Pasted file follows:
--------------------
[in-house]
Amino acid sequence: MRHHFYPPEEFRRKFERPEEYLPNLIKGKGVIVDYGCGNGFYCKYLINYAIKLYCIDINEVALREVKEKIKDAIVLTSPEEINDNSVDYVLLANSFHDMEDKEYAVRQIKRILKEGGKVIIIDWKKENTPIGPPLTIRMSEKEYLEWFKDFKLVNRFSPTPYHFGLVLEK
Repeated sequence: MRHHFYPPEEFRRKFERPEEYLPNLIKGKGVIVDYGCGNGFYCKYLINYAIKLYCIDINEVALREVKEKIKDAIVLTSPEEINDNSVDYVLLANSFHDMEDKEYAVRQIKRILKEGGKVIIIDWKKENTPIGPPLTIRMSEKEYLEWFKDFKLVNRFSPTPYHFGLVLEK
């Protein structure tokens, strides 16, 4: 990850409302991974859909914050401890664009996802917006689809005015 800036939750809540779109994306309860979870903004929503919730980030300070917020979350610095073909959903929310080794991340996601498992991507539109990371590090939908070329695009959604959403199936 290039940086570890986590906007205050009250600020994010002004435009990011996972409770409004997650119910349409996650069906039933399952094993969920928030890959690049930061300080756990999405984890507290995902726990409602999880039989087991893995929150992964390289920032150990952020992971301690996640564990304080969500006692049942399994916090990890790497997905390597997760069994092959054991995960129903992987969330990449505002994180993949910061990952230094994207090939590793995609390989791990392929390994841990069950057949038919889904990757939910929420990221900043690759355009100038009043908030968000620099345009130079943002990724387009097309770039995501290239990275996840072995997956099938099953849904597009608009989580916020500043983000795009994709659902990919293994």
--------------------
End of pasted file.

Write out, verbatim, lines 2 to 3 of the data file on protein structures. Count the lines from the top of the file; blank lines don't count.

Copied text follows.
Amino acid sequence: MRHHFYPPEEFRRKFERPEEYLPNLIKGKGVIVDYGCGNGFYCKYLINYAIKLYCIDINEVALREVKEKIKDAIVLTSPEEINDNSVDYVLLANSFHDMEDKEYAVRQIKRILKEGGKVIIIDWKKENTPIGPPLTIRMSEKEYLEWFKDFKLVNRFSPTPYHFGLVLEK
Repeated sequence: MRHHFYPPEEFRRKFERPEEYLPNLIKGKGVIVDYGCGNGFYCKYLINYAIKLYCIDINEVALREVKEKIKDAIVLTSPEEINDNSVDYVLLANSFHDMEDKEYAVRQIKRILKEGGKVIIIDWKKENTPIGPPLTIRMSEKEYLEWFKDFKLVNRFSPTPYHFGLVLEK